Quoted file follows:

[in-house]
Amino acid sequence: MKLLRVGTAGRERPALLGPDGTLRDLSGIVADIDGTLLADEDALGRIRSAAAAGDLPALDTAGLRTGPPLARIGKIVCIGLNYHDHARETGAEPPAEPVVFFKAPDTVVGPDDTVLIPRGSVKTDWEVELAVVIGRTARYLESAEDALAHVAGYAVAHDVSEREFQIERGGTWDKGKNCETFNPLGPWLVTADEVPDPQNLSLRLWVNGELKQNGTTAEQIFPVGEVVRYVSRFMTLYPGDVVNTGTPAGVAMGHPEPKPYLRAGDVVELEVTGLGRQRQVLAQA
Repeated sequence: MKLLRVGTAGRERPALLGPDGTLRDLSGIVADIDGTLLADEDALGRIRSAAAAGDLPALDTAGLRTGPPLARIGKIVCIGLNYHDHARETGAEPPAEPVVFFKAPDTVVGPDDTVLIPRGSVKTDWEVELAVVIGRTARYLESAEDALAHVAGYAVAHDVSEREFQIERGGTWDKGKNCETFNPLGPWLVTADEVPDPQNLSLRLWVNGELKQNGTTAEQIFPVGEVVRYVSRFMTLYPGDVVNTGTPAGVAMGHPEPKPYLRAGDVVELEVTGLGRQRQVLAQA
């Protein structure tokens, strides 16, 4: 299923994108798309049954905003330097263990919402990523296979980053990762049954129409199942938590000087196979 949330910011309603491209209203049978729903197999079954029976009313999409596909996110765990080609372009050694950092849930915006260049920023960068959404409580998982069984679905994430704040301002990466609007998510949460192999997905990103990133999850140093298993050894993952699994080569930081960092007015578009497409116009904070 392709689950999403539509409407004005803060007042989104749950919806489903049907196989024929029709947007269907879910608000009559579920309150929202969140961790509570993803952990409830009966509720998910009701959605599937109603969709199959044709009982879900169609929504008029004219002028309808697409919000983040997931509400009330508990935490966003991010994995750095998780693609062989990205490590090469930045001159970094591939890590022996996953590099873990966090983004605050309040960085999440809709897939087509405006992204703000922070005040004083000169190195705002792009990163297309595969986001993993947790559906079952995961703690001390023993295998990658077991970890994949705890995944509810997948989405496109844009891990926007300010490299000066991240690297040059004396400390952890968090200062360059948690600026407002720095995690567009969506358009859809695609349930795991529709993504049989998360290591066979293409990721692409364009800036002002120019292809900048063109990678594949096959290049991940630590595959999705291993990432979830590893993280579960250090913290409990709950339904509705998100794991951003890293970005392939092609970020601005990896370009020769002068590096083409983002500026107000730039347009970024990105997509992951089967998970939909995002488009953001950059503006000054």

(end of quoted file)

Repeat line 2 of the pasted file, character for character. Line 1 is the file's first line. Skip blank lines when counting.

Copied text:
Amino acid sequence: MKLLRVGTAGRERPALLGPDGTLRDLSGIVADIDGTLLADEDALGRIRSAAAAGDLPALDTAGLRTGPPLARIGKIVCIGLNYHDHARETGAEPPAEPVVFFKAPDTVVGPDDTVLIPRGSVKTDWEVELAVVIGRTARYLESAEDALAHVAGYAVAHDVSEREFQIERGGTWDKGKNCETFNPLGPWLVTADEVPDPQNLSLRLWVNGELKQNGTTAEQIFPVGEVVRYVSRFMTLYPGDVVNTGTPAGVAMGHPEPKPYLRAGDVVELEVTGLGRQRQVLAQA